Exploring “Humamnity” with Jonny Sun

jomny-sun

Jonny Sun released his first book this year: Everyone’s a Aliebn When Ur an Aliebn Too. The book is an illustrated account following the character at the center of Sun’s Twitter account, an alien named Jomny on a never-ending quest to make sense of humanity (and himself). The message and tone of the book are consistent with the character we have come to know from Sun on Twitter, where his use of an outsider’s perspective has allowed many to reflect humorously on some of the more complicated and intricate puzzles of modern life. Due in part to Twitter’s character limit, Sun’s work online may deceptively appear at times simplistic or reductive. However, Sun makes talented use of the space given to present ideas that extend far beyond the limits of 140 characters and that are bound to inspire serious reflection for weeks to come. This first book, at long last, provides Sun with much-needed space to expand.

The subject of my last conversation with Sun was his focus on creating community through humor and philosophy, and that focus is very much still at the heart of his new book. Through a cast of unique characters, Sun explores some of the topics that plague us all. We follow bees questioning the meaning of love, birds afraid of the unknown, a hedgehog having an extraordinarily hard time getting started on creative projects, and even a personification of nothingness that questions the value of its own (non?)existence. The book even comes with ringing endorsements from the likes of Lin Manuel-Miranda, Patton Oswalt, and Joss Whedon.

When Sun and I met to discuss the book, he explained how he set out to examine the issues at the heart of each character, the value of nothing, and an underlying post-apocalyptic narrative you might not have noticed.

Last time we talked, you were still putting together some new ideas for projects and gearing up to produce your play Dead End. Do you feel like you’ve developed in any particular ways since?

I think I’m a little more confident that I have something to say, I guess. Or confident in my ability to pull it off, and to put something of a larger scale together that I’m happy with and that I feel works. I’m kind of letting that feeling settle in a bit, and hopefully it’ll help me with different projects.

Has that affected what routes you’re focusing on creatively?

I’d like to write more plays and a few more long-form projects. And maybe a bigger scale project. I think this experience has really helped me prove to myself that I’m capable of putting something together and following through.

So I assume you relate most to the hedgehog in your book?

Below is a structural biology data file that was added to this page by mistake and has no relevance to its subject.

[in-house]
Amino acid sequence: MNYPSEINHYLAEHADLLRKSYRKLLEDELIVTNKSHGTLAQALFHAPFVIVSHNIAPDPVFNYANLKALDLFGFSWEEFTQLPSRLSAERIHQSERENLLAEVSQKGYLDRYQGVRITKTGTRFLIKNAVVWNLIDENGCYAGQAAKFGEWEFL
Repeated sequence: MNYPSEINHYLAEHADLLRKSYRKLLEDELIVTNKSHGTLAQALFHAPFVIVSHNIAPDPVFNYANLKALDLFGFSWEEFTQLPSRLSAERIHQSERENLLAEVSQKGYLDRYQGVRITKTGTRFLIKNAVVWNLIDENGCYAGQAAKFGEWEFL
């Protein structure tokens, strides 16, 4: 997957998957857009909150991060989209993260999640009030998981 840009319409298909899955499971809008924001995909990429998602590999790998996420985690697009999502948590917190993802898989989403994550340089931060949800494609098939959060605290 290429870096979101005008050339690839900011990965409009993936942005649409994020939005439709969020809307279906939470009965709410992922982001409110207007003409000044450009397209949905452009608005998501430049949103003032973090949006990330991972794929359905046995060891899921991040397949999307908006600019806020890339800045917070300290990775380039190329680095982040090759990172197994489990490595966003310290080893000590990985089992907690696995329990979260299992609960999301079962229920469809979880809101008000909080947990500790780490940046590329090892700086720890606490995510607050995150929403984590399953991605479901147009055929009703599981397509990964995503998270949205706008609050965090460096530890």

[laughs] That really is the character that I’m most like.

So was it sort of autobiographical?

Yeah, I mean, all the characters were different split pieces of me. But the hedgehog really was my… It was sort of the meta-commentary on doing a piece of creative work, and putting that anxiety into the creative work that I was doing.

That seems like kind of a big task, taking yourself apart and putting yourself into each of those characters.

Yeah, absolutely. I like to say they’re like horcruxes of myself, like I split up a lot of my worries and anxieties and thoughts and feelings about the world and put them into each of these characters. They all kind of represent one aspect of myself.

Towards the end of the book, you reveal something that I somehow didn’t even notice until it was addressed. Jomny was sent to study humans and the entire time he’d been talking with animals, and then we find out that the story takes place after all the humans died out somehow.

It was kind of a struggle to figure out how explicit to make that fact. Actually, I didn’t want to say it, but have it just be more implied, and have it be something that people could fan theory about or kind of plausibly say, “I think this is why Jomny’s not talking to any of the humans.”  But I think there’s a bit of a posthumanist perspective of, like, maybe the current way humans are forming society is the problem, and it’s kind of getting in the way of any sort of true peace. I also like the idea that, with it being revealed at the end, it kind of re-contextualizes the book. And that darkness is sort of present throughout the story that is, at face value, a little more cute and gentle, and now sort of post-apocalyptic. Like to me, that fills the balance of darkness and lightness that really makes me happy.